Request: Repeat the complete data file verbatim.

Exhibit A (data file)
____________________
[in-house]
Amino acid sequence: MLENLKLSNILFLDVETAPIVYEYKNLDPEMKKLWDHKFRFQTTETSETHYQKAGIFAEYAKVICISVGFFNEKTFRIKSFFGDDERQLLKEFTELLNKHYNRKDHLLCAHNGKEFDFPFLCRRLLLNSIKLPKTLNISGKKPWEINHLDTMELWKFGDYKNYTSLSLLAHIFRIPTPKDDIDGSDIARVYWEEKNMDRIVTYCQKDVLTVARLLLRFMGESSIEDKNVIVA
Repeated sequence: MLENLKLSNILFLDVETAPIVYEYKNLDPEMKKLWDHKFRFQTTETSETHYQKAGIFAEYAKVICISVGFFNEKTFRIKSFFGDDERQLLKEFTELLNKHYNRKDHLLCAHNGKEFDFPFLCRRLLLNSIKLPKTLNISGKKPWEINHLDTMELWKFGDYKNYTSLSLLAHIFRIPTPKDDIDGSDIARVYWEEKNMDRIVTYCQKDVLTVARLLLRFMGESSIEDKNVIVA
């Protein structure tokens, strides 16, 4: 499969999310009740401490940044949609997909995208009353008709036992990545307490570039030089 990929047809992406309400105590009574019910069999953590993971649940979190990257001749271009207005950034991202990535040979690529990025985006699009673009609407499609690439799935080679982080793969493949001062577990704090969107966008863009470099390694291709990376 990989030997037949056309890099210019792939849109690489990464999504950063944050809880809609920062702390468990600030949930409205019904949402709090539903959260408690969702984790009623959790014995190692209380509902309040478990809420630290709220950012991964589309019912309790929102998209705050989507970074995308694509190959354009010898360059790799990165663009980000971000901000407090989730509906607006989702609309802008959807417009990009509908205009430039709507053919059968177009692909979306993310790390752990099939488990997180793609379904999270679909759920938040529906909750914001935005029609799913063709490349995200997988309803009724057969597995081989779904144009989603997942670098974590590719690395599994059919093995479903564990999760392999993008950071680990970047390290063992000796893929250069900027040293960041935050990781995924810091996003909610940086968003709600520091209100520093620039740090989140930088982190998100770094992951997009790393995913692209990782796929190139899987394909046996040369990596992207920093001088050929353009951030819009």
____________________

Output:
[in-house]
Amino acid sequence: MLENLKLSNILFLDVETAPIVYEYKNLDPEMKKLWDHKFRFQTTETSETHYQKAGIFAEYAKVICISVGFFNEKTFRIKSFFGDDERQLLKEFTELLNKHYNRKDHLLCAHNGKEFDFPFLCRRLLLNSIKLPKTLNISGKKPWEINHLDTMELWKFGDYKNYTSLSLLAHIFRIPTPKDDIDGSDIARVYWEEKNMDRIVTYCQKDVLTVARLLLRFMGESSIEDKNVIVA
Repeated sequence: MLENLKLSNILFLDVETAPIVYEYKNLDPEMKKLWDHKFRFQTTETSETHYQKAGIFAEYAKVICISVGFFNEKTFRIKSFFGDDERQLLKEFTELLNKHYNRKDHLLCAHNGKEFDFPFLCRRLLLNSIKLPKTLNISGKKPWEINHLDTMELWKFGDYKNYTSLSLLAHIFRIPTPKDDIDGSDIARVYWEEKNMDRIVTYCQKDVLTVARLLLRFMGESSIEDKNVIVA
């Protein structure tokens, strides 16, 4: 499969999310009740401490940044949609997909995208009353008709036992990545307490570039030089 990929047809992406309400105590009574019910069999953590993971649940979190990257001749271009207005950034991202990535040979690529990025985006699009673009609407499609690439799935080679982080793969493949001062577990704090969107966008863009470099390694291709990376 990989030997037949056309890099210019792939849109690489990464999504950063944050809880809609920062702390468990600030949930409205019904949402709090539903959260408690969702984790009623959790014995190692209380509902309040478990809420630290709220950012991964589309019912309790929102998209705050989507970074995308694509190959354009010898360059790799990165663009980000971000901000407090989730509906607006989702609309802008959807417009990009509908205009430039709507053919059968177009692909979306993310790390752990099939488990997180793609379904999270679909759920938040529906909750914001935005029609799913063709490349995200997988309803009724057969597995081989779904144009989603997942670098974590590719690395599994059919093995479903564990999760392999993008950071680990970047390290063992000796893929250069900027040293960041935050990781995924810091996003909610940086968003709600520091209100520093620039740090989140930088982190998100770094992951997009790393995913692209990782796929190139899987394909046996040369990596992207920093001088050929353009951030819009």